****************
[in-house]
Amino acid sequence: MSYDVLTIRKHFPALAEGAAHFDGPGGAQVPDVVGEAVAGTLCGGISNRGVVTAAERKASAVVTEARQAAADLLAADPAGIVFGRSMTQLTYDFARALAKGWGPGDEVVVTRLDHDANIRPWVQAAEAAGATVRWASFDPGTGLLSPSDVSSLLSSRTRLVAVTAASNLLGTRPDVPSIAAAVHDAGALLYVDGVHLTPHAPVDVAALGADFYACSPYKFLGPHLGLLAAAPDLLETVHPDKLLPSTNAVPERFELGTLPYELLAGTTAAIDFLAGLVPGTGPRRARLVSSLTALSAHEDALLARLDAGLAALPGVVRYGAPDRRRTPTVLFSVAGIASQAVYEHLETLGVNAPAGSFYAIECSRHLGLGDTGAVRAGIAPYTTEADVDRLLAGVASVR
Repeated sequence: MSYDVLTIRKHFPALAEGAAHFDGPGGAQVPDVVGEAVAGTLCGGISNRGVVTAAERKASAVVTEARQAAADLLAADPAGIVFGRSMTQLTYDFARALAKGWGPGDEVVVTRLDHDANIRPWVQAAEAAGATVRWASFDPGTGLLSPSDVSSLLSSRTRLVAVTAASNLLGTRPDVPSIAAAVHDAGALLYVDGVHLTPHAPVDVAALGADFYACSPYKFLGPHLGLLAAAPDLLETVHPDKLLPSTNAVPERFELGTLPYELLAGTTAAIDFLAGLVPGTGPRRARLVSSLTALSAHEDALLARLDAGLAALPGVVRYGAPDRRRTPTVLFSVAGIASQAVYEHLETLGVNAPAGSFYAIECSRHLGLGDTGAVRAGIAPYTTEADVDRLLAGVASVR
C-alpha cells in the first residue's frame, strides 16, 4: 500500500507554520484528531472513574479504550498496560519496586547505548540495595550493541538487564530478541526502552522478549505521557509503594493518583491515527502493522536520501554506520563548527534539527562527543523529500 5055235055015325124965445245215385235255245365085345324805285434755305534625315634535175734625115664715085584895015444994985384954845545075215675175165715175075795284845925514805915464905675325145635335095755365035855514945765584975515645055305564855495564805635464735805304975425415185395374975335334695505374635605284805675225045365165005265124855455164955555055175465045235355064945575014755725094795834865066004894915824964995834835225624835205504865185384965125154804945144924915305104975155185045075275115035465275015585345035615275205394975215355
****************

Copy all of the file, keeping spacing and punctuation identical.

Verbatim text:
[in-house]
Amino acid sequence: MSYDVLTIRKHFPALAEGAAHFDGPGGAQVPDVVGEAVAGTLCGGISNRGVVTAAERKASAVVTEARQAAADLLAADPAGIVFGRSMTQLTYDFARALAKGWGPGDEVVVTRLDHDANIRPWVQAAEAAGATVRWASFDPGTGLLSPSDVSSLLSSRTRLVAVTAASNLLGTRPDVPSIAAAVHDAGALLYVDGVHLTPHAPVDVAALGADFYACSPYKFLGPHLGLLAAAPDLLETVHPDKLLPSTNAVPERFELGTLPYELLAGTTAAIDFLAGLVPGTGPRRARLVSSLTALSAHEDALLARLDAGLAALPGVVRYGAPDRRRTPTVLFSVAGIASQAVYEHLETLGVNAPAGSFYAIECSRHLGLGDTGAVRAGIAPYTTEADVDRLLAGVASVR
Repeated sequence: MSYDVLTIRKHFPALAEGAAHFDGPGGAQVPDVVGEAVAGTLCGGISNRGVVTAAERKASAVVTEARQAAADLLAADPAGIVFGRSMTQLTYDFARALAKGWGPGDEVVVTRLDHDANIRPWVQAAEAAGATVRWASFDPGTGLLSPSDVSSLLSSRTRLVAVTAASNLLGTRPDVPSIAAAVHDAGALLYVDGVHLTPHAPVDVAALGADFYACSPYKFLGPHLGLLAAAPDLLETVHPDKLLPSTNAVPERFELGTLPYELLAGTTAAIDFLAGLVPGTGPRRARLVSSLTALSAHEDALLARLDAGLAALPGVVRYGAPDRRRTPTVLFSVAGIASQAVYEHLETLGVNAPAGSFYAIECSRHLGLGDTGAVRAGIAPYTTEADVDRLLAGVASVR
C-alpha cells in the first residue's frame, strides 16, 4: 500500500507554520484528531472513574479504550498496560519496586547505548540495595550493541538487564530478541526502552522478549505521557509503594493518583491515527502493522536520501554506520563548527534539527562527543523529500 5055235055015325124965445245215385235255245365085345324805285434755305534625315634535175734625115664715085584895015444994985384954845545075215675175165715175075795284845925514805915464905675325145635335095755365035855514945765584975515645055305564855495564805635464735805304975425415185395374975335334695505374635605284805675225045365165005265124855455164955555055175465045235355064945575014755725094795834865066004894915824964995834835225624835205504865185384965125154804945144924915305104975155185045075275115035465275015585345035615275205394975215355